Do 40-Year Mortgages Make Any Sense?

April 18, 2012 3 Comments »
Do 40-Year Mortgages Make Any Sense?

Every now and then, I’ll take a look at a certain mortgage product to determine if it could be a good fit for a prospective (or existing) homeowner.

Today, we’ll digest a relatively popular home loan option, the “40-year mortgage.”

You may already be thinking, “40 years? I thought mortgages had terms of 30 years?”

Well, you’d be mostly right. The majority of mortgages issued today do have terms of 30 years.

In fact, aside from 30-year fixed mortgages, which clearly last for 30 years, adjustable-rate mortgages also have terms of 30 years.

So that 5/1 ARM or 7/1 ARM you’ve got your eye on still has a 30-year term, meaning it’s fixed for the first five or seven years, then adjustable for the remaining 25 or 23 years, respectively.

Why a 40-Year Mortgage Term?

Okay, so we know the 40-year mortgage bucks the trend here, and adds 10 years on to the standard mortgage term. But why?

Well, the longer a mortgage amortizes (is paid off), the lower the monthly mortgage payment. Essentially, payments are stretched out over a longer period of time.

Let’s look at an example:

Loan amount: $300,000
30-year fixed: $1410.71 @3.875%
40-year fixed: $1300.86 @4.25%

As you can see, the monthly mortgage payment on the 40-year mortgage is roughly $110 less each month.

You may have also noticed that the mortgage rate on the 40-year mortgage is 0.375% higher than the interest rate on the 30-year fixed.

Put simply, you pay a premium for a longer amortization period. This is the opposite of a 15-year fixed, where you receive a discount for paying your mortgage off faster.

Still, the short-term savings can increase how much house a buyer can afford, and also make qualifying easier (or even feasible) if a borrower’s debt-to-income ratio is too high for a 30-year mortgage.

This is essentially why a borrower would go with the 40-year fixed – to buy more house or make their mortgage more “affordable.”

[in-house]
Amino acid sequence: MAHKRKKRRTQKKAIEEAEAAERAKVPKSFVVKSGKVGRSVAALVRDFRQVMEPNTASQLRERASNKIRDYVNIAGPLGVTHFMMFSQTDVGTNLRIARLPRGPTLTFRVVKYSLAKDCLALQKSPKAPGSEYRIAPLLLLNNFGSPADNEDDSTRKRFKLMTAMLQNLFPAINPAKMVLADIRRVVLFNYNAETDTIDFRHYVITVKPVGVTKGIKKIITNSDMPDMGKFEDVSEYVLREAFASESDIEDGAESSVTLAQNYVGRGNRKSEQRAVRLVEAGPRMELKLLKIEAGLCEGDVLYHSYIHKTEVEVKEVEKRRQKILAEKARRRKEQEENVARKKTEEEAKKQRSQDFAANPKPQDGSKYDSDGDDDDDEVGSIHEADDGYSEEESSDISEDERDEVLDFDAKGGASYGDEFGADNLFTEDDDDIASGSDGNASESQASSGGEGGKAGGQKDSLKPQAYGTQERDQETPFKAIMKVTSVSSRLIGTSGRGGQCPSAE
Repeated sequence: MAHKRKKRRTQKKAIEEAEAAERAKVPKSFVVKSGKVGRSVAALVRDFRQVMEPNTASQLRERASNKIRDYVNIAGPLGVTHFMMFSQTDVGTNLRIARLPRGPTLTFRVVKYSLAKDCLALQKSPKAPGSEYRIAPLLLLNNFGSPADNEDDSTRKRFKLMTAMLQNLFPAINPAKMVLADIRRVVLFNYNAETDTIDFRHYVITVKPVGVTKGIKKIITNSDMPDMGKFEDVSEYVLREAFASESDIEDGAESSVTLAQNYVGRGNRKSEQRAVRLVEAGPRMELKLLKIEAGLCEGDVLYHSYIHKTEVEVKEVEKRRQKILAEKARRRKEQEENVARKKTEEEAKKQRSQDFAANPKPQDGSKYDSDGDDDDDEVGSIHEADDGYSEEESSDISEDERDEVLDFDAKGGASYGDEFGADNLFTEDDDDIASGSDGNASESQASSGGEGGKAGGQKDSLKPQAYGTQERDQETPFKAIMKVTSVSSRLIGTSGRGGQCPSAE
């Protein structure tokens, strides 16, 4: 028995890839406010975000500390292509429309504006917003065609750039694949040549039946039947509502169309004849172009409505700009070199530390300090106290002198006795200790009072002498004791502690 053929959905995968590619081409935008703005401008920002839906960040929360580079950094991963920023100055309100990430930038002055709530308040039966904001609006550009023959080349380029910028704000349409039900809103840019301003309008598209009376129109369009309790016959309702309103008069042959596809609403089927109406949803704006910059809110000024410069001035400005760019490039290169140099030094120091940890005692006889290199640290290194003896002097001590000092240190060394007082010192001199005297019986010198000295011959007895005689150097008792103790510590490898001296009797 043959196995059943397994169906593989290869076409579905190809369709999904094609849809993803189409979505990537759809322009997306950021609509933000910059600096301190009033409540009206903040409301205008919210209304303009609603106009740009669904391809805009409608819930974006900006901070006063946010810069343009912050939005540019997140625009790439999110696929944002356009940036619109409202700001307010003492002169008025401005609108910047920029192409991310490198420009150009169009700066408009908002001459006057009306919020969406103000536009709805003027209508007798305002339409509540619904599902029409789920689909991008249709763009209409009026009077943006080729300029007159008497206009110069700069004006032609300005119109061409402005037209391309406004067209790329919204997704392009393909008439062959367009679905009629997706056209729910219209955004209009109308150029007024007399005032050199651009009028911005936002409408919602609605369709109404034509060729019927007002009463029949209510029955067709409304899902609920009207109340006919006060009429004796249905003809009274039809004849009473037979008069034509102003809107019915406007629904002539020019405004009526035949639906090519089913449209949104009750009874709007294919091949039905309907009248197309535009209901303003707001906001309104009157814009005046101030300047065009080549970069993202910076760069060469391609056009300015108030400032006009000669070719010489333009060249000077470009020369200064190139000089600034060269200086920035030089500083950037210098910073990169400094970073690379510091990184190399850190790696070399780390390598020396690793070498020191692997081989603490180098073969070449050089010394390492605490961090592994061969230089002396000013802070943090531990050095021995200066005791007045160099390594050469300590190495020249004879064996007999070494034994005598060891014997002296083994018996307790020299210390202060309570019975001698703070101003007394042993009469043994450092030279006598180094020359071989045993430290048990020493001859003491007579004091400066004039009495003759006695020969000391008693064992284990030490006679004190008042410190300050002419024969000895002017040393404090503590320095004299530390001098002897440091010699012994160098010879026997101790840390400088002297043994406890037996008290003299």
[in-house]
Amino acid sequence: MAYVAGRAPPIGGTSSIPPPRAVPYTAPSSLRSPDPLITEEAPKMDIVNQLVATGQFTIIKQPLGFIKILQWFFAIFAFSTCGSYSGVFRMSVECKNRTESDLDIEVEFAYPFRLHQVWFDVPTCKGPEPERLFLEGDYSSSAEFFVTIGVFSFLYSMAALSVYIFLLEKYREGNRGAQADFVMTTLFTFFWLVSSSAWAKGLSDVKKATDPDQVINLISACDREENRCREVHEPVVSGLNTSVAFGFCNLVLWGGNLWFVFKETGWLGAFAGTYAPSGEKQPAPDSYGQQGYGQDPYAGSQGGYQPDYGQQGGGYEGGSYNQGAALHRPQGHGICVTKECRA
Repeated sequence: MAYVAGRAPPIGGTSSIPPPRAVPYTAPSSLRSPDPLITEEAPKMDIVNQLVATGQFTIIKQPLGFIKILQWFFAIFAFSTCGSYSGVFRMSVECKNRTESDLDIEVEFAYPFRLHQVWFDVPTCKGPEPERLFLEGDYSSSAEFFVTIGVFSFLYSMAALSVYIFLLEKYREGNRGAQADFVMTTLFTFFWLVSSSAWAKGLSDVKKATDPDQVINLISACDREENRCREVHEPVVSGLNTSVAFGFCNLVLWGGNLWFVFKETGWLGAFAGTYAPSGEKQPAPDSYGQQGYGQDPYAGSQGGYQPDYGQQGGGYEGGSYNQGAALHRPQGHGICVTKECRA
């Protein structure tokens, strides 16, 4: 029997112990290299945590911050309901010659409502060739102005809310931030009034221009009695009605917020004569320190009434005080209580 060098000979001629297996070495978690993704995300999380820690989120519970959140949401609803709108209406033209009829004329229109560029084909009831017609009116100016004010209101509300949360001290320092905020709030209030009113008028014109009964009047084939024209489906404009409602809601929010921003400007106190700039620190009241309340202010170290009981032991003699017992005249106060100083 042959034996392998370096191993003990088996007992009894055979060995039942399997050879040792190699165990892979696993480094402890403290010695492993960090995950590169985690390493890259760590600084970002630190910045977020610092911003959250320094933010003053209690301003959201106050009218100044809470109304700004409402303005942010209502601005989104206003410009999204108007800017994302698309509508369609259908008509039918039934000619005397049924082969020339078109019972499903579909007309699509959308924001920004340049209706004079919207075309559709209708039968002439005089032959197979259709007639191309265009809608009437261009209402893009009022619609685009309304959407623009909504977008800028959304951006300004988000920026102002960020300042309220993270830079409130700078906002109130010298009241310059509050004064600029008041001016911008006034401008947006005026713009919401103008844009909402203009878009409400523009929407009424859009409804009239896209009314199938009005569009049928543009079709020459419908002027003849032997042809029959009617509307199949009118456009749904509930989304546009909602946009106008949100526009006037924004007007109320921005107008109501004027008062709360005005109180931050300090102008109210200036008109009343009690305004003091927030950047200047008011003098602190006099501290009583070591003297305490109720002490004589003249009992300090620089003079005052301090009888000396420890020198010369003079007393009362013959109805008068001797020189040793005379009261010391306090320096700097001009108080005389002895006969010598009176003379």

More aggressive borrowers could even invest that $110 each month in a high-yielding retirement account and essentially try to beat the relatively low interest rate on their mortgage.

The Downsides of a 40-Year Mortgage

While this all sounds good, a borrower who chooses to go with a 40-year mortgage is paying a premium to do so.

The mortgage rate is higher, so that cuts into the “discount” afforded by a 40-year mortgage.

And while the monthly mortgage payment may be lower, the total interest paid over the full term will be much higher, which makes one question whether $100 or so in monthly savings is worth it.

On smaller mortgages, the payment different will be even more negligible. It may also be difficult to find a 40-year mortgage, since not all lenders offer them.

Additionally, a longer amortization period means you build home equity a lot slower, which could prove to be an issue if you need to sell or refinance in the future and your loan-to-value ratio is still sky-high.

Still, one could argue that most homeowners don’t stick with their mortgage full term anyways, let alone for 10 years, so why pay more each month?

A 40-year mortgage could also serve as a good alternative to an interest-only home loan, which won’t build any equity, and could land a homeowner underwater.

It’s also safer than an ARM (assuming it’s a 40-year fixed), which can adjust higher once the fixed period comes to an end.

As always, do plenty of homework (and math) and consult with a loan officer or mortgage broker to determine what’s best for you and your unique situation.

Tip: You may come across a “40 due in 30” as well, which is essentially a 30-year balloon mortgage that amortizes like it has a 40-year term.

(photo: Derek Swanson)

3 Comments

  1. Rolland September 22, 2013 at 3:46 am -

    Aren’t mortgages longer than 40 years banned now thanks to the new Qualified Mortgage rules?

  2. Colin Robertson September 25, 2013 at 10:07 am -

    Loans with terms that exceed 30 years will not qualify for QM come January 2014, but certain lenders will probably still offer non-QM loans that feature 40-year terms. They’ll just be harder to come by, and probably more expensive.

  3. Marina December 20, 2013 at 3:10 am -

    No lender will offer loans with 40-year terms anymore thanks to QM. And even if they do, they’re a bad choice for most homeowners.

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